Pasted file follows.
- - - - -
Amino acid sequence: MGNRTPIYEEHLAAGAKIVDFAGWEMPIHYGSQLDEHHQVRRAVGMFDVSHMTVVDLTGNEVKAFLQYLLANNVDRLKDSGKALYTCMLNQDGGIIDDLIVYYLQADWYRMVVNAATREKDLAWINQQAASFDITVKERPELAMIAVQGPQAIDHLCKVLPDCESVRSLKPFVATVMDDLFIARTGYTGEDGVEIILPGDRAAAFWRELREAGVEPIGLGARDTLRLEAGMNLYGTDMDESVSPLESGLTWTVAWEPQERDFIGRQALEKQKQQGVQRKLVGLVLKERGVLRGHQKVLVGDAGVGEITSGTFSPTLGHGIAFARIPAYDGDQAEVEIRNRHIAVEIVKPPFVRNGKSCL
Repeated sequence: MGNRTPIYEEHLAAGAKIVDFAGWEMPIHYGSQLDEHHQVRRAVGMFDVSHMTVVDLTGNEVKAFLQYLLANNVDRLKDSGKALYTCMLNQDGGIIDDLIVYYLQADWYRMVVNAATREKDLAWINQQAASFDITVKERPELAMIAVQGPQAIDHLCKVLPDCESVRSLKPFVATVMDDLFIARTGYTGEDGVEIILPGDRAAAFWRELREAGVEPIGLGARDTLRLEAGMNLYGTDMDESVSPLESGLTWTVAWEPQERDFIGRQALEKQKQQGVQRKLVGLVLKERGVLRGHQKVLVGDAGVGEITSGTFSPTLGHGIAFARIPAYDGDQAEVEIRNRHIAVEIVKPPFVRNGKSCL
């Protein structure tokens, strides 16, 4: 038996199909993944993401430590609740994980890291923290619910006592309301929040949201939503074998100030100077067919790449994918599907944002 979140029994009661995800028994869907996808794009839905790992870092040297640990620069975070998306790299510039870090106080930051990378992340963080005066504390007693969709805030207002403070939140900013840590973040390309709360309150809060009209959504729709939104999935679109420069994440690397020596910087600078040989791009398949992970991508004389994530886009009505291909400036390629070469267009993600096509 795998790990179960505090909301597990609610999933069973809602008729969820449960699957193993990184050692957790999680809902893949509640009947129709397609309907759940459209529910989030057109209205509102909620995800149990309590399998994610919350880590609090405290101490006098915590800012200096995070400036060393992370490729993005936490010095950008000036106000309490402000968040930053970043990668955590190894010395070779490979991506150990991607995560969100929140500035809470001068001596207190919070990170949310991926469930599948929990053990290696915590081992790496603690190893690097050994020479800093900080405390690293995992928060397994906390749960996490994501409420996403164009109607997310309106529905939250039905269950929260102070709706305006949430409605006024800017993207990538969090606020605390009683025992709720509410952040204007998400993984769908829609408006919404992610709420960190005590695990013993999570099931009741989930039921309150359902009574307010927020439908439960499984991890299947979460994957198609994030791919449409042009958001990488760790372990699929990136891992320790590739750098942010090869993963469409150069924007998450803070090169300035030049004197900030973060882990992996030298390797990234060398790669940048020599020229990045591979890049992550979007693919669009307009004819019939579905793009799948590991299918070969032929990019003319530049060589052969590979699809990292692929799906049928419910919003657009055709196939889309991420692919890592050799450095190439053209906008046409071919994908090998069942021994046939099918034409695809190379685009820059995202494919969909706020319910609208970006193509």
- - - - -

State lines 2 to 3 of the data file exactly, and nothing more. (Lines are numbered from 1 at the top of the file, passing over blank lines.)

Repeated sequence: MGNRTPIYEEHLAAGAKIVDFAGWEMPIHYGSQLDEHHQVRRAVGMFDVSHMTVVDLTGNEVKAFLQYLLANNVDRLKDSGKALYTCMLNQDGGIIDDLIVYYLQADWYRMVVNAATREKDLAWINQQAASFDITVKERPELAMIAVQGPQAIDHLCKVLPDCESVRSLKPFVATVMDDLFIARTGYTGEDGVEIILPGDRAAAFWRELREAGVEPIGLGARDTLRLEAGMNLYGTDMDESVSPLESGLTWTVAWEPQERDFIGRQALEKQKQQGVQRKLVGLVLKERGVLRGHQKVLVGDAGVGEITSGTFSPTLGHGIAFARIPAYDGDQAEVEIRNRHIAVEIVKPPFVRNGKSCL
């Protein structure tokens, strides 16, 4: 038996199909993944993401430590609740994980890291923290619910006592309301929040949201939503074998100030100077067919790449994918599907944002 979140029994009661995800028994869907996808794009839905790992870092040297640990620069975070998306790299510039870090106080930051990378992340963080005066504390007693969709805030207002403070939140900013840590973040390309709360309150809060009209959504729709939104999935679109420069994440690397020596910087600078040989791009398949992970991508004389994530886009009505291909400036390629070469267009993600096509 795998790990179960505090909301597990609610999933069973809602008729969820449960699957193993990184050692957790999680809902893949509640009947129709397609309907759940459209529910989030057109209205509102909620995800149990309590399998994610919350880590609090405290101490006098915590800012200096995070400036060393992370490729993005936490010095950008000036106000309490402000968040930053970043990668955590190894010395070779490979991506150990991607995560969100929140500035809470001068001596207190919070990170949310991926469930599948929990053990290696915590081992790496603690190893690097050994020479800093900080405390690293995992928060397994906390749960996490994501409420996403164009109607997310309106529905939250039905269950929260102070709706305006949430409605006024800017993207990538969090606020605390009683025992709720509410952040204007998400993984769908829609408006919404992610709420960190005590695990013993999570099931009741989930039921309150359902009574307010927020439908439960499984991890299947979460994957198609994030791919449409042009958001990488760790372990699929990136891992320790590739750098942010090869993963469409150069924007998450803070090169300035030049004197900030973060882990992996030298390797990234060398790669940048020599020229990045591979890049992550979007693919669009307009004819019939579905793009799948590991299918070969032929990019003319530049060589052969590979699809990292692929799906049928419910919003657009055709196939889309991420692919890592050799450095190439053209906008046409071919994908090998069942021994046939099918034409695809190379685009820059995202494919969909706020319910609208970006193509």